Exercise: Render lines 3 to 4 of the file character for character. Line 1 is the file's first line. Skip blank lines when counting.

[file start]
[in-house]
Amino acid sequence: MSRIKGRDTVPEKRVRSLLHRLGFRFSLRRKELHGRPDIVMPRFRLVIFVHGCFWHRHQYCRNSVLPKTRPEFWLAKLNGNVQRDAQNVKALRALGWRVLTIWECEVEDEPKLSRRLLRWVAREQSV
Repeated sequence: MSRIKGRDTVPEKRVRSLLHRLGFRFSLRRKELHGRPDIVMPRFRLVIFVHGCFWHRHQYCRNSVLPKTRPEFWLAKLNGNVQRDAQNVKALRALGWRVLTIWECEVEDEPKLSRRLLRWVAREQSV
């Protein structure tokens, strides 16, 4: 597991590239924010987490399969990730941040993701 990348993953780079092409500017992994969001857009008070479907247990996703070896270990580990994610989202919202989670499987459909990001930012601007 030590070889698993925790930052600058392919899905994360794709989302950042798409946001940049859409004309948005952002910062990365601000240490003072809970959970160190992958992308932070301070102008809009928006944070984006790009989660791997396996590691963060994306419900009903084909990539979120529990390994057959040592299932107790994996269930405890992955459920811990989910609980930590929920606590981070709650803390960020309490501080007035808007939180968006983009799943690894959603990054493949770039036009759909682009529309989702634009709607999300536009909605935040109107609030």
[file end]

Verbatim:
Repeated sequence: MSRIKGRDTVPEKRVRSLLHRLGFRFSLRRKELHGRPDIVMPRFRLVIFVHGCFWHRHQYCRNSVLPKTRPEFWLAKLNGNVQRDAQNVKALRALGWRVLTIWECEVEDEPKLSRRLLRWVAREQSV
């Protein structure tokens, strides 16, 4: 597991590239924010987490399969990730941040993701 990348993953780079092409500017992994969001857009008070479907247990996703070896270990580990994610989202919202989670499987459909990001930012601007 030590070889698993925790930052600058392919899905994360794709989302950042798409946001940049859409004309948005952002910062990365601000240490003072809970959970160190992958992308932070301070102008809009928006944070984006790009989660791997396996590691963060994306419900009903084909990539979120529990390994057959040592299932107790994996269930405890992955459920811990989910609980930590929920606590981070709650803390960020309490501080007035808007939180968006983009799943690894959603990054493949770039036009759909682009529309989702634009709607999300536009909605935040109107609030």